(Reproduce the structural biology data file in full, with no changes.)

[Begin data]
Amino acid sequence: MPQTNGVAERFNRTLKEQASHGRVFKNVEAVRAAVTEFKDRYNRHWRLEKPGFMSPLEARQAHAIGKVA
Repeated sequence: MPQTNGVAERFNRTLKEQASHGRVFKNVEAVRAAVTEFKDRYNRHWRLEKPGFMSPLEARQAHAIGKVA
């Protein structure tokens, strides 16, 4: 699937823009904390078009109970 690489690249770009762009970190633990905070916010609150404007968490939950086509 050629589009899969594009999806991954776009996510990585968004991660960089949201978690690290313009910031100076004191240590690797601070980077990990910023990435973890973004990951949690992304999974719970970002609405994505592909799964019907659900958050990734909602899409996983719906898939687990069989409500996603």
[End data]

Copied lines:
Amino acid sequence: MPQTNGVAERFNRTLKEQASHGRVFKNVEAVRAAVTEFKDRYNRHWRLEKPGFMSPLEARQAHAIGKVA
Repeated sequence: MPQTNGVAERFNRTLKEQASHGRVFKNVEAVRAAVTEFKDRYNRHWRLEKPGFMSPLEARQAHAIGKVA
């Protein structure tokens, strides 16, 4: 699937823009904390078009109970 690489690249770009762009970190633990905070916010609150404007968490939950086509 050629589009899969594009999806991954776009996510990585968004991660960089949201978690690290313009910031100076004191240590690797601070980077990990910023990435973890973004990951949690992304999974719970970002609405994505592909799964019907659900958050990734909602899409996983719906898939687990069989409500996603």